Do I Need a Garbage Disposal if I Have a Dishwasher?
If you already have a garbage disposal, you might be wondering if you need a dishwasher with one. And if you don’t have a garbage disposal, are you required to buy a dishwasher with a built-in disposal?
You don’t need a garbage disposal if you have a dishwasher, nor do you need to buy a dishwasher with a built-in disposal. Instead, most dishwashers sold today use a filtration system, which are easy to clean out and maintain. Also, machines with filtration are quieter, a feature many consumers want.
Dishwashers certainly have come a long way since Josephine Cochran invented the first machine that used water pressure to clean dishes in 1886.
And garbage disposals have also come a long way since being invented in 1927. This article will explore dishwashers and garbage disposals.
Do Dishwashers Come With Garbage Disposal?
Older dishwashers come with garbage disposals if manufactured in the United States. Sometimes called hard food disposers, their grinding capacity and motor power aren’t comparable to under-counter disposal units. For this reason, many manufacturers have switched to filtration systems.
Dishwashers with a hard food disposer crush food particles and then filter them out of the water instead of recirculating them into the unit.
Hard food disposers not only prevent the need to clean the filter regularly, but they also keep the spray arms and water pipes clean. Therefore, the built-in disposers help prevent the clogging of drains and pipes.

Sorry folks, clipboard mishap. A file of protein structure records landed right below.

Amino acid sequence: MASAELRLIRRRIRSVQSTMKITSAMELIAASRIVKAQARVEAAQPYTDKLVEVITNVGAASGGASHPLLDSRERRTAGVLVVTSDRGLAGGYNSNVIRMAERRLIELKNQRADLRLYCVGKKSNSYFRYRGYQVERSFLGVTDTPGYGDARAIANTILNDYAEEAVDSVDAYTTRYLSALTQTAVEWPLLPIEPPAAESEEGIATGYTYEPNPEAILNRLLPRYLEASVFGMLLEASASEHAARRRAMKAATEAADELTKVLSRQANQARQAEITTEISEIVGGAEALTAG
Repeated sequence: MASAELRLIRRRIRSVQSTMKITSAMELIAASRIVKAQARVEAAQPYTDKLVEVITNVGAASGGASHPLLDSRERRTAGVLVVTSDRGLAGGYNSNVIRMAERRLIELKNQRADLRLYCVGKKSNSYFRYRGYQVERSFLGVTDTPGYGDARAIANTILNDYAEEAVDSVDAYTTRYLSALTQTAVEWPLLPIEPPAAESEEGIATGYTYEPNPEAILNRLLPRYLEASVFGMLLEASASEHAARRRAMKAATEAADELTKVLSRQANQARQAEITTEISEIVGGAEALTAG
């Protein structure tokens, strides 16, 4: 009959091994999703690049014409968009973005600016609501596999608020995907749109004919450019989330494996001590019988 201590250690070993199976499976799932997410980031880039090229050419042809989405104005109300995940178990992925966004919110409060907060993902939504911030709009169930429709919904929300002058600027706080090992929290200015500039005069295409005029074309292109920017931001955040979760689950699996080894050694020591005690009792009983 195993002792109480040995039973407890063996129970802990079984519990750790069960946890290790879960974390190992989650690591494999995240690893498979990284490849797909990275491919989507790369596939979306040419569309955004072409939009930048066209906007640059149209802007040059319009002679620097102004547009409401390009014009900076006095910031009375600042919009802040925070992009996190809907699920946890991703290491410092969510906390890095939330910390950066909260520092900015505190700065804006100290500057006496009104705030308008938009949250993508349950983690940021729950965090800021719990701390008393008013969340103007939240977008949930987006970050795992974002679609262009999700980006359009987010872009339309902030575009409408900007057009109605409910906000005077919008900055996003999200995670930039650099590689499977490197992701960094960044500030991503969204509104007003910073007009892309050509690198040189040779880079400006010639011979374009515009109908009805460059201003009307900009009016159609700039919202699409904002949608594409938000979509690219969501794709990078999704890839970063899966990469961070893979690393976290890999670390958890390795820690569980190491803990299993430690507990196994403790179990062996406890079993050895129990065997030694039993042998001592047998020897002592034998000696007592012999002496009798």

Many homeowners aren’t even aware that their dishwasher has a small garbage disposal system in it. Instead, they simply scrape large food particles from their plates and let the dishwasher do the dirty work, so to speak.
Can a Dishwasher Be Installed Without a Garbage Disposal?
You can safely install a dishwasher without an under-sink garbage disposal, even if your dishwasher has a filtration system. Plumbing fittings are available that let you connect the dishwasher to the drainpipe.
For a number of reasons, not all households have stand-alone garbage disposals. For example, garbage disposals aren’t ideal for houses with septic systems.
The grease and all the stuff that gets put down in the garbage disposal, such as eggshells, coffee grounds, and chicken bones, simply won’t break down in a sewer system.
In addition, it’s not uncommon for an apartment building to have dishwashers but not a garbage disposal installed in the units.
Some condominiums don’t allow for garbage disposals, and there are many places in the world where garbage disposals are rare. It’s in the manufacturer’s interest to build machines that can be used without a garbage disposal and can be hooked up directly to a drainpipe.
Is a Garbage Disposal Required by Code?
A garbage disposal isn’t required by code in most jurisdictions. However, a city, county, or state might have installation codes that a plumber must follow. For example, a town or county might require a dishwasher not be directly connected to an under-sink garbage disposal.
There are exceptions to this, however. In 2016, Philadelphia changed its building code and required in-sink disposal units.
However, this only applies to new construction. On the other hand, some cities have banned their use. New York City is a city that reversed the ban, but most apartment buildings in the city still won’t allow them.
Many European countries ban them outright.
Luckily, a licensed plumber will be aware of local codes for installation, so consult with one if you plan to install the unit yourself.
Does a Portable Dishwasher Need a Garbage Disposal?